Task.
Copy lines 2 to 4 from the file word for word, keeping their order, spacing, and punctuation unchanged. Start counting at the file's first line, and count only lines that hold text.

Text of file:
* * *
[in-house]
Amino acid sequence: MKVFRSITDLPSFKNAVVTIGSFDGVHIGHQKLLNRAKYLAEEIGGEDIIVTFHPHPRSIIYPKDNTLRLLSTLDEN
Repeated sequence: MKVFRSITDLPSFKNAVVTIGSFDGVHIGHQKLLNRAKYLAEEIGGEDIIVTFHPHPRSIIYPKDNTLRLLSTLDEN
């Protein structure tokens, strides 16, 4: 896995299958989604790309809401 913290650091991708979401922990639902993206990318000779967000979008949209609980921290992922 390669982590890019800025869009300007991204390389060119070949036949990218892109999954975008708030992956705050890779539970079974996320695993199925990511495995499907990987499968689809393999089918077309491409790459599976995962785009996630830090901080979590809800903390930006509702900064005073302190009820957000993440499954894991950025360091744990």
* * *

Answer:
Amino acid sequence: MKVFRSITDLPSFKNAVVTIGSFDGVHIGHQKLLNRAKYLAEEIGGEDIIVTFHPHPRSIIYPKDNTLRLLSTLDEN
Repeated sequence: MKVFRSITDLPSFKNAVVTIGSFDGVHIGHQKLLNRAKYLAEEIGGEDIIVTFHPHPRSIIYPKDNTLRLLSTLDEN
């Protein structure tokens, strides 16, 4: 896995299958989604790309809401 913290650091991708979401922990639902993206990318000779967000979008949209609980921290992922 390669982590890019800025869009300007991204390389060119070949036949990218892109999954975008708030992956705050890779539970079974996320695993199925990511495995499907990987499968689809393999089918077309491409790459599976995962785009996630830090901080979590809800903390930006509702900064005073302190009820957000993440499954894991950025360091744990």